Historical voter turnout in Washington
Historical voter turnout in Washington (Chart: Northwest Progressive Institute | Data: Secretary of State)

As of this evening, it’s been one week since Elec­tion Night 2015, and the num­ber of bal­lots still await­ing pro­cess­ing by coun­ty elec­tions offi­cials has dwin­dled to less than thir­ty-three thou­sand statewide. Turnout cur­rent­ly stands at 37.44%, and it looks like it will end up under forty per­cent, well below Sec­re­tary of State Kim Wyman’s opti­mistic fore­cast of forty-six per­cent from last month.

Any­one who fol­lows pol­i­tics, includ­ing Cas­ca­dia Advo­cate read­ers, is prob­a­bly already aware that turnout so far this year has been poor. But as coun­ty elec­tions offi­cials run out of bal­lots to add to the count, we got to won­der­ing: Just how bad is this year’s turnout com­pared to past years?

The dis­turb­ing answer is that this year’s low gen­er­al elec­tion turnout is absolute­ly unprece­dent­ed. It could be the worst in state history. 

We’re not sure whether it is or not, because the his­toric turnout data kind­ly fur­nished to us by the fine folks who work in Sec­re­tary of State Kim Wyman’s office only goes back to 1936. But this much we know: Turnout in 2015 will like­ly be at least the worst gen­er­al elec­tion turnout in over sev­en­ty-five years. 

That is a tru­ly sober­ing thought. So much for vote-by-mail being a turnout booster.

It is worth not­ing that, for much of Wash­ing­ton’s his­to­ry, statewide gen­er­al elec­tions were only held in even-num­bered years. In the ear­ly 1970s, state law was changed to pro­vide for state-lev­el gen­er­al elec­tions in odd-num­bered years, too. Before 1973, only local offices were con­test­ed in odd-num­bered years.

The first few such elec­tions had midterm-like turnout above a major­i­ty: 57.78% in 1973, 55.47% in 1975, 52.47% in 1977. Begin­ning in 1979, turnout in odd-num­bered years start­ed reg­u­lar­ly dip­ping below fifty percent.

Gen­er­al elec­tion turnout pre­vi­ous­ly reached a low of 40.18% thir­ty years ago, in 1985, rebound­ing to 42.32% in 1987 and 48.11% in 1989.

Since then, odd-num­bered gen­er­al elec­tion year turnout has fluc­tu­at­ed. It’s been above a major­i­ty in cer­tain years and below it in others.

But nev­er has it been as bad as this year.

The kind of turnout we’re see­ing in this year’s gen­er­al elec­tion is the kind we usu­al­ly expect to see in a Top Two elec­tion. Vot­er turnout in the 2012 Top Two, for instance, was 38.48%, a whole per­cent­age point high­er than the cur­rent 2015 gen­er­al turnout (which will rise slight­ly before cer­ti­fi­ca­tion on Novem­ber 24th).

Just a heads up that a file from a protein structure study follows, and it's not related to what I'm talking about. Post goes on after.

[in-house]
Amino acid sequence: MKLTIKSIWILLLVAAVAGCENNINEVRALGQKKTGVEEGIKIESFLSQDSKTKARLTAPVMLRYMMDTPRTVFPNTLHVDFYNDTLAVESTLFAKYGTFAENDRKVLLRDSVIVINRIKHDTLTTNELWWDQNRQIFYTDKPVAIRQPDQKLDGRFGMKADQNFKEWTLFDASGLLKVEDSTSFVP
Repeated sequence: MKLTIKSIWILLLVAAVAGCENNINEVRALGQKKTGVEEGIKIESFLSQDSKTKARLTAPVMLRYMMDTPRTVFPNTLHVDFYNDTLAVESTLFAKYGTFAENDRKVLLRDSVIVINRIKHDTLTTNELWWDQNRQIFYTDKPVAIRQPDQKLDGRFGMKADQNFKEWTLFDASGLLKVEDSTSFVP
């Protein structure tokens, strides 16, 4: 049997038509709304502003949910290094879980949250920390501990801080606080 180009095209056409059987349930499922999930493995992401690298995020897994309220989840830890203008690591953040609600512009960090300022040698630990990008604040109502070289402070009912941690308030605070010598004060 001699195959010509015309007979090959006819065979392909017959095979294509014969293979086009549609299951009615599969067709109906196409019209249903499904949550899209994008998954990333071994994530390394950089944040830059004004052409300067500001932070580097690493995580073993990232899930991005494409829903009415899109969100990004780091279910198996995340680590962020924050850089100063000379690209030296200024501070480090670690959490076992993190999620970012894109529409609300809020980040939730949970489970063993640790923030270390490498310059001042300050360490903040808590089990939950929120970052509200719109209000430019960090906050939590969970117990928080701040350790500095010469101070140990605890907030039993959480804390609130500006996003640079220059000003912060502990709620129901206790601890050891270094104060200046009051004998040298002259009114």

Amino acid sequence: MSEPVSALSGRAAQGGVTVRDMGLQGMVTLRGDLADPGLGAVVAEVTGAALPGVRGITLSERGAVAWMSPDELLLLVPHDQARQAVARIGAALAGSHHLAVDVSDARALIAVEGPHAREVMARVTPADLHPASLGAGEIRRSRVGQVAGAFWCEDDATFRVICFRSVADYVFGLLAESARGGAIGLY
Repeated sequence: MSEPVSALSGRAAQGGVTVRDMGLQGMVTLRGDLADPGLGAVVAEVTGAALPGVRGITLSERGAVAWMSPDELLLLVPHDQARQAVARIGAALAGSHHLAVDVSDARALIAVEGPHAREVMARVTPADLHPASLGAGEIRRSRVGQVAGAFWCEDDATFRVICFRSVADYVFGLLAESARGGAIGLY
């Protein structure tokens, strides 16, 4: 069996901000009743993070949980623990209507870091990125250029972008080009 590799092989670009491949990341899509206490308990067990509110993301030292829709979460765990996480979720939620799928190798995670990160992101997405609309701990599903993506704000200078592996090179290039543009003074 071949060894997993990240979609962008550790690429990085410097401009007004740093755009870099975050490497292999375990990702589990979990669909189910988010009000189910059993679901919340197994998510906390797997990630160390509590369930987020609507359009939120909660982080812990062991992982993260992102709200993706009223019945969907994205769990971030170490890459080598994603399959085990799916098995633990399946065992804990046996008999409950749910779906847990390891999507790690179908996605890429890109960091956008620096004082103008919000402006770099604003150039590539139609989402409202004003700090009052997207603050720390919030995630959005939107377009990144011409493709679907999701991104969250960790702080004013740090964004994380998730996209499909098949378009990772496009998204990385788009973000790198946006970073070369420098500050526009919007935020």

Here is a turnout table show­ing all odd-num­bered gen­er­al elec­tions since 1973:

YearReg­is­tered Voters  Bal­lots Counted % Vot­ed

Note that per­cent­ages in this chart have been round­ed to one dec­i­mal place.

As you can see, in the more than forty years since we have held state-lev­el gen­er­al elec­tions in odd-num­bered years, we have nev­er had turnout fall below forty per­cent. But it looks like it’s going to hap­pen this year.

Historical voter turnout in Washington
His­tor­i­cal vot­er turnout in Wash­ing­ton (Chart: North­west Pro­gres­sive Insti­tute | Data: Sec­re­tary of State)

Above is a chart show­ing vot­er turnout in Wash­ing­ton from 1936 to the present day. The high peaks are pres­i­den­tial elec­tion years. The val­leys are ini­tial­ly midterms, and then, start­ing in 1973, they are odd-num­bered years, after the state start­ed tack­ing bal­lot mea­sures and spe­cial elec­tions onto local elections.

The high­est and low­est turnout in mod­ern times and the high­est and low­est turnout in the state’s younger years are not­ed on the chart.

Con­sid­er­ing how big the turnout dis­par­i­ty has got­ten in mod­ern times, it is worth dis­cussing whether state-lev­el elec­tions should revert to being held sole­ly in even-num­bered years. This would mean that we would only con­sid­er ini­tia­tives and ref­er­en­da every two years, as opposed to every year.

This is how it works in Ore­gon, which also has a vote-by-mail elec­tions system.

From our per­spec­tive, it does­n’t make sense for a minor­i­ty of the state’s reg­is­tered vot­ers to be mak­ing laws for the major­i­ty. Even in midterm cycles where turnout is unusu­al­ly poor, like in 2014 or 2002, turnout has still been more than a major­i­ty, so if we only con­sid­ered ini­tia­tives, ref­er­en­da, and con­sti­tu­tion­al amend­ments in even-num­bered years, we would not have the few mak­ing deci­sions for the many.

Recent pres­i­den­tial elec­tions do com­pare more favor­ably to those from decades past. In 1944, Wash­ing­to­ni­ans turned out in large num­bers to vote in the nation’s final wartime elec­tion, which pit­ted Demo­c­rat Franklin Delano Roo­sevelt against Repub­li­can Thomas E. Dewey. That record high turnout went unmatched until 2008, when Barack Oba­ma squared off against John McCain.

But again, this year’s turnout is sim­ply awful. It’s embar­rass­ing. We don’t yet know what the exact fig­ure will be, but we do think it’s rea­son­ably safe to con­clude it won’t be more 40.18%, the pre­vi­ous low. By bring­ing this up now, we hope to help fos­ter a con­ver­sa­tion about what we can do to bol­ster turnout in the future, while this year’s elec­tion is still fresh in the minds of those Wash­ing­to­ni­ans who fol­low politics.

About the author

Andrew Villeneuve is the founder and executive director of the Northwest Progressive Institute, as well as the founder of NPI's sibling, the Northwest Progressive Foundation. He has worked to advance progressive causes for over two decades as a strategist, speaker, author, and organizer. Andrew is also a cybersecurity expert, a veteran facilitator, a delegate to the Washington State Democratic Central Committee, and a member of the Climate Reality Leadership Corps.

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